Well, if the water coming out of your tap is 6 kh then I would get a non-altering ph substrate so, your ph isn't so fluctuating and low. Fluctuating parameters are quite stressful on the fish.

Hope this helped!
 

John58ford

Alright, thank you so much for all your help! I really appreciate it. I'm very un-scientifically minded etc so in the end, do you think since my water has 6d kH anyway if I just stripped out the substrate and got a non pH altering one my condition would improve? I've literally only been in the hobby for a few months and its quite a lot for me to take in and stuff or am I wrong in that idea?

Thanks again for all your input it's really taught me a lot
You would have too look at your end goal. The amazing growth you see in your swords is likely credited to stratum absorbing minerals from the water column and delivering them to the roots of your plants more efficiently. Stratum will also likely buffer kH down to make your plants consume nutrients more efficiently as well. I have read in many places that if you can get your kh to stay just above crash, your plants will uptake better, so I would assume a premium substrate like stratum should do that. Alternatively, allot of people (possibly the target for stratum, the majority) have much harder water than you or I. It is possible that with weekly water changes with moderate to hard water, the kh would not be absorbed fast enough to cause a crash. Another thought is that stratum is designed for people that plan on using broadband fertilizers and buffers anyhow, and it just allowd you to dose more without making the water column intolerable for sensitive fish or invertebrate.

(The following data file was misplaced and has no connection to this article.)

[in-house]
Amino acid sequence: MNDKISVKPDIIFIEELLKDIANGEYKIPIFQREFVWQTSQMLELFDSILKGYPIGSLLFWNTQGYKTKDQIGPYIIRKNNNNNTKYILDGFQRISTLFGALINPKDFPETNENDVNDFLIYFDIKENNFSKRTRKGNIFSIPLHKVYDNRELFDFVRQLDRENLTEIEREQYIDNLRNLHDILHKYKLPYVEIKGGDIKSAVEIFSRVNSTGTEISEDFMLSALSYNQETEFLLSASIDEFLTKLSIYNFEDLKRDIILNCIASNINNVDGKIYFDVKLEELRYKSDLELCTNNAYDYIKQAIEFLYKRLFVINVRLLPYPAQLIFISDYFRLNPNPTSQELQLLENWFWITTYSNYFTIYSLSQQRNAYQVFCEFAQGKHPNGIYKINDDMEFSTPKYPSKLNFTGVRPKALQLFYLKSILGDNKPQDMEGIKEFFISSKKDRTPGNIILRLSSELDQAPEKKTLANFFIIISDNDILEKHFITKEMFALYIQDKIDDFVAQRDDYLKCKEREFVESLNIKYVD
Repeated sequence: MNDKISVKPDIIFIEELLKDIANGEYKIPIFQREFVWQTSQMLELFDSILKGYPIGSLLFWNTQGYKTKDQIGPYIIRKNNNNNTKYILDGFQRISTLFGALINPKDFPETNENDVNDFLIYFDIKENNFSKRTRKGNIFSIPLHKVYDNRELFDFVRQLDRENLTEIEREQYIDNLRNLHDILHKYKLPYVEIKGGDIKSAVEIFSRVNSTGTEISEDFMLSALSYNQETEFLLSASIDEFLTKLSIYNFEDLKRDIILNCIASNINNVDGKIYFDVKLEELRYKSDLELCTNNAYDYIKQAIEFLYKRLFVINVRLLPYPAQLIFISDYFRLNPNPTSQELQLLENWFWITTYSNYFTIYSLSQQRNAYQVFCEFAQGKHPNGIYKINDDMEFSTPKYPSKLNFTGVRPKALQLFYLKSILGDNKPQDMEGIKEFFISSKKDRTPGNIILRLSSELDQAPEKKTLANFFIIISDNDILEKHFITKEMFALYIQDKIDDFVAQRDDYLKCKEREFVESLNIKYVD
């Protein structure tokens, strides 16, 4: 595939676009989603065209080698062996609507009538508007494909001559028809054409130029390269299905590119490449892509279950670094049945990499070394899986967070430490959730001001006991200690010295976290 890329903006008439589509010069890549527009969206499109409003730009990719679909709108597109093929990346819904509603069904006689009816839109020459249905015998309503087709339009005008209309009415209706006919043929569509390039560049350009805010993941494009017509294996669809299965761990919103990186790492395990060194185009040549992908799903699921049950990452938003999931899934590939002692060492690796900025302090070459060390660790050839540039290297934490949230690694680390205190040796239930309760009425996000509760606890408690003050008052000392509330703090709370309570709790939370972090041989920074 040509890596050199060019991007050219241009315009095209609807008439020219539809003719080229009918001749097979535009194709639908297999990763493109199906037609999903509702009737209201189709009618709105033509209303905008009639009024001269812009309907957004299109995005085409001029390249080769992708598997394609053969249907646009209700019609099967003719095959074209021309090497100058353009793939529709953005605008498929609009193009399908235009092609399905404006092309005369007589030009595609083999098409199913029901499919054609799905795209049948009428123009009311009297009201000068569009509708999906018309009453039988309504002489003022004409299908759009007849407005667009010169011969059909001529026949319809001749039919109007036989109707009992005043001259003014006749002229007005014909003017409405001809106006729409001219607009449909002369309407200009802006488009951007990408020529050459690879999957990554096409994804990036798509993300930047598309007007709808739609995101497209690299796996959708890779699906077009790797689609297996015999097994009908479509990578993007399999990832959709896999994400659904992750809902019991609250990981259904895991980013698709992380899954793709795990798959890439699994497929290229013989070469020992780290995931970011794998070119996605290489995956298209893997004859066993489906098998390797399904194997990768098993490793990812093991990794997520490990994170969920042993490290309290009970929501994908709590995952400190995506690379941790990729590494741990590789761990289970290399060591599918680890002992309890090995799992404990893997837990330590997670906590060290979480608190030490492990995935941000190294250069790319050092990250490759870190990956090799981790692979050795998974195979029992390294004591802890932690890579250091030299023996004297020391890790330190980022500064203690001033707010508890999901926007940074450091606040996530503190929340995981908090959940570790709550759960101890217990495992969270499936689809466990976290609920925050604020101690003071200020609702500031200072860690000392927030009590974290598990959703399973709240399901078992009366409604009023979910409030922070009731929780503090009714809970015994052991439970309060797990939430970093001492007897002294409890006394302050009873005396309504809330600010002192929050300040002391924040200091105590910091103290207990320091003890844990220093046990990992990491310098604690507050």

The issue with going non-active is that it will make life easier in the "use what you have naturally" department (my specialty). It will be harder to grow plants and bush/jungle out a tank. My 29 all in one matten tank is on the bleeding edge of "what can you do with non-active substrate and no fertilizer" and it's honestly right back where you're sitting now, but it took me ~8 months to get there. All my other tanks are only light-moderate planting and with softer water than yours they do just fine, but that was their end goal. They will never be jungles and I'm ok with that.

I would wait for someone who does medium-high tech stuff to give you some input before you sacrifice a nice jungle tank for ease of maintenance, unless that's your ultimate goal. Honestly once you chart out your dosing/re-mineralizing it's not that hard, and your more than halfway there.


Your tank sounds awesome BTW, do you have a picture?
 

BenjiBear

sorry if I kinda barged in here. lullabyroars . 0 KH means fluctuating PH. So, the lower your KH the more fluctuating PH you will have. Also, the lower your PH the easier it is to alter. Example: Someone has 2 KH and adds a piece of almond leaves which lowers ph. (their current p is 8.0) The PH would immediately drop to 6.6 and fluctuate. Versus if someone has 10 Kh and their Ph is 8.0 and adds 4 almond leaves. The ph MIGHT go down to 7.8. So, hope that makes sense.

Well, if the water coming out of your tap is 6 kh then I would get a non-altering ph substrate so, your ph isn't so fluctuating and low. Fluctuating parameters are quite stressful on the fish.

Hope this helped!

Don't worry at all! I really appreciate your input! Thank you